Our next seminar takes place on the 14th of May in Seminar Room 2 of the Leeds Arts Humanities Research Institute at 4 pm. The open to all.
Translocality, Small Magazines and Nigerian Poetry by Rachel Bower
This paper considers some of the small literary magazines that emerged in the late 1950s and early 1960s in Ibadan and Leeds, with a particular focus on the poetry published in The Horn (University College, Ibadan, est. 1958) and Poetry and Audience (University of Leeds, est. 1953). I look closely at the work of Minji Karibo, a student at Ibadan, and also consider other magazines, including Outposts (Hull), Ibadan (Ibadan) and Fresh Buds (Nsukka). The paper focuses on these specific examples as case studies from the period of decolonisation, in which multiple and diverse literary communities experienced a series of locally specific transformations. The concept of translocality therefore underpins this investigation into the African literary materials that developed in this period.
The informal, often student-run, magazines from this period were underpinned by literary relations between Nigeria and the UK, and sometimes by direct collaboration between poets in Ibadan and Leeds. Writers with connections to both cities contributed to or edited The Horn and Poetry and Audience for instance, including Wole Soyinka, J.P. Clark, Aigboje Higo, Kalu Uka, Tony Harrison, James Simmons, Martin Banham, John Heath-Stubbs and Geoffrey Hill. Some of these writers are now celebrated as national literary heroes. This paper not only adds to existing evidence showing that student magazines were important in constituting literary communities in Africa (and the UK) during this period, however, but also shows that we must look beyond the ‘nation’ if we are to better understand how literary relations shape literary aesthetics – in this case, African literary materials in English. The paper combines close reading with an analysis of the literary fields in which these magazines were produced, to show how translocality and collaboration are key to understanding the craft of a key generation of poets in Britain and Nigeria during the late 1950s and early 1960s.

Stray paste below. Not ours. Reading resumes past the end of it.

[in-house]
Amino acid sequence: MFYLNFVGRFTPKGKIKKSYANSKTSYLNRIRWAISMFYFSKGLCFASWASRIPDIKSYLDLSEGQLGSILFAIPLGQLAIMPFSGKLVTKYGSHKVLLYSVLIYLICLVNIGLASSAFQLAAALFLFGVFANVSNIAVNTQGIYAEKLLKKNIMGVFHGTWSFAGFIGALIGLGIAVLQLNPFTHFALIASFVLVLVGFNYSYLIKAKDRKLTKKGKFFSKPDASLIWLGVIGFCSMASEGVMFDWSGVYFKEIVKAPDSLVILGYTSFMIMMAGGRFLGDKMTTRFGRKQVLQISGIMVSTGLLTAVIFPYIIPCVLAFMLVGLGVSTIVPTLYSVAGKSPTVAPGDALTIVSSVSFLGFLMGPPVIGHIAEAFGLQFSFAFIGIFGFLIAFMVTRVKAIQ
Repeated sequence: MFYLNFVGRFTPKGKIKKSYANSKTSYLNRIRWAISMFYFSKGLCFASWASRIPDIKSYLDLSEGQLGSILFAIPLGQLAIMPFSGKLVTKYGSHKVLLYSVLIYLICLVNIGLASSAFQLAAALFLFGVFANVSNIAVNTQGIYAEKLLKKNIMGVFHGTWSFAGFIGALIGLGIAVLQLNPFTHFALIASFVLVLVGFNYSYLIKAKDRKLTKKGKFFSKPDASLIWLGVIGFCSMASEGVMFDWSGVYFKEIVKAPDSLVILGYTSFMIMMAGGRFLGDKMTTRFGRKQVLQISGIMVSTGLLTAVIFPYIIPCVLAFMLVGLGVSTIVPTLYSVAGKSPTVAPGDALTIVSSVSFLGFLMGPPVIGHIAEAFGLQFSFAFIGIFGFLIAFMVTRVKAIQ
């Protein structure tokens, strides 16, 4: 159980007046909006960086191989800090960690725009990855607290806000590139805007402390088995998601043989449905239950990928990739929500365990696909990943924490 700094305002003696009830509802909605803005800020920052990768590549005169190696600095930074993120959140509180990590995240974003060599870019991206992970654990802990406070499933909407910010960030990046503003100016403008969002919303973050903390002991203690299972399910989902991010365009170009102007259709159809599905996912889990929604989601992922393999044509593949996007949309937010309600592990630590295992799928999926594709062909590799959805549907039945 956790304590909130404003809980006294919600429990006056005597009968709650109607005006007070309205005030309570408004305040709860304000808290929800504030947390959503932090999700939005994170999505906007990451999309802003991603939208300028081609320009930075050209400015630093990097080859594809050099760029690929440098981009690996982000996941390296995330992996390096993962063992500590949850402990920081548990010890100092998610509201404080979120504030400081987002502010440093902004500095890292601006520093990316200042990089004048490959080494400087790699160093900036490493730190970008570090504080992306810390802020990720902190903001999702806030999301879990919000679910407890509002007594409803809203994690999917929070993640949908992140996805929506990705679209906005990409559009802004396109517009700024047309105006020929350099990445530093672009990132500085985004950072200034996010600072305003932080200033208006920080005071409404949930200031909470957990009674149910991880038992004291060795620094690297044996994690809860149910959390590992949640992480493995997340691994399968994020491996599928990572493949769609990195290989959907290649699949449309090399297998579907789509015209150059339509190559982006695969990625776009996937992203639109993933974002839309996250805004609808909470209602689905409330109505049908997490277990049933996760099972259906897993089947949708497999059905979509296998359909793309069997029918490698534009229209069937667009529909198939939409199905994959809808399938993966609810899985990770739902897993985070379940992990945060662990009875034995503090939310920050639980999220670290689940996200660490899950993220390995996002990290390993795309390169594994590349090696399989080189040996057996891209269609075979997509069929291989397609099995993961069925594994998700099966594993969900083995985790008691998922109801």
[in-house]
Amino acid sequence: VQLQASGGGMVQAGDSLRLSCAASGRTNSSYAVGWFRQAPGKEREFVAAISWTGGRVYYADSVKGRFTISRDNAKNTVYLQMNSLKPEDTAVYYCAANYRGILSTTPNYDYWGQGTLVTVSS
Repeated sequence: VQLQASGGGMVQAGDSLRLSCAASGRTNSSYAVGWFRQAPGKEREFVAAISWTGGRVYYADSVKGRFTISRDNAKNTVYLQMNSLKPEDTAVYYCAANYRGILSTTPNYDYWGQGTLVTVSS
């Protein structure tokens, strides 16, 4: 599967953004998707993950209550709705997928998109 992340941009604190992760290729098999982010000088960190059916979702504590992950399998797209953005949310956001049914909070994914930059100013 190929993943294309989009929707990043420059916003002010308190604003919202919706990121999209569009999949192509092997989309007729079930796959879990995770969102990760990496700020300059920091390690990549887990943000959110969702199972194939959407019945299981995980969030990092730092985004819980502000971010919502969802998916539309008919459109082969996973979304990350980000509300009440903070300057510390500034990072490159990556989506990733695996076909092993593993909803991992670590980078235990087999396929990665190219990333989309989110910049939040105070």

About Our Speaker
Dr Rachel Bower is a poet and a Leverhulme Early Career Research Fellow at the University of Leeds. She is the author of Epistolarity and World Literature, 1980-2010 (Palgrave Macmillan, 2017) and Moon Milk (Valley Press, 2018). She is the co-editor of a special issue of English Studies on Tony Harrison, and a special issue of The Journal of Commonwealth Literature on the crafts of world literature. Rachel also edited the Verse Matters anthology with Helen Mort (Valley Press, 2017). Her poems have been published in Stand Magazine, New Welsh Reader, The Interpreter’s House, Frontier, Popshot Magazineand many other places and she has also been shortlisted for the London Magazine Poetry Prize and won several other poetry prizes.